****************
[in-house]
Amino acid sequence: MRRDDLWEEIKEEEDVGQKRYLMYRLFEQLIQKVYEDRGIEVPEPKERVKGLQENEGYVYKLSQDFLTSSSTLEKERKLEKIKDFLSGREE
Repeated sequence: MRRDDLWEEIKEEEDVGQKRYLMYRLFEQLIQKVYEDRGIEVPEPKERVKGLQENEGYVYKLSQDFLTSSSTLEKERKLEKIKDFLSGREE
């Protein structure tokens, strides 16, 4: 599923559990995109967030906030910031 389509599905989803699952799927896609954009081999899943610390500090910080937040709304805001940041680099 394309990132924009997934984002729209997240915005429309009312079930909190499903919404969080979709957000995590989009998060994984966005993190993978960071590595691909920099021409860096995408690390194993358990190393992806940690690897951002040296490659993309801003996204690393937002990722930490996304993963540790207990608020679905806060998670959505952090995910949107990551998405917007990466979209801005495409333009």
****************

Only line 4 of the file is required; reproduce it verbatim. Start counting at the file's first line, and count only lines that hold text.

């Protein structure tokens, strides 16, 4: 599923559990995109967030906030910031 389509599905989803699952799927896609954009081999899943610390500090910080937040709304805001940041680099 394309990132924009997934984002729209997240915005429309009312079930909190499903919404969080979709957000995590989009998060994984966005993190993978960071590595691909920099021409860096995408690390194993358990190393992806940690690897951002040296490659993309801003996204690393937002990722930490996304993963540790207990608020679905806060998670959505952090995910949107990551998405917007990466979209801005495409333009």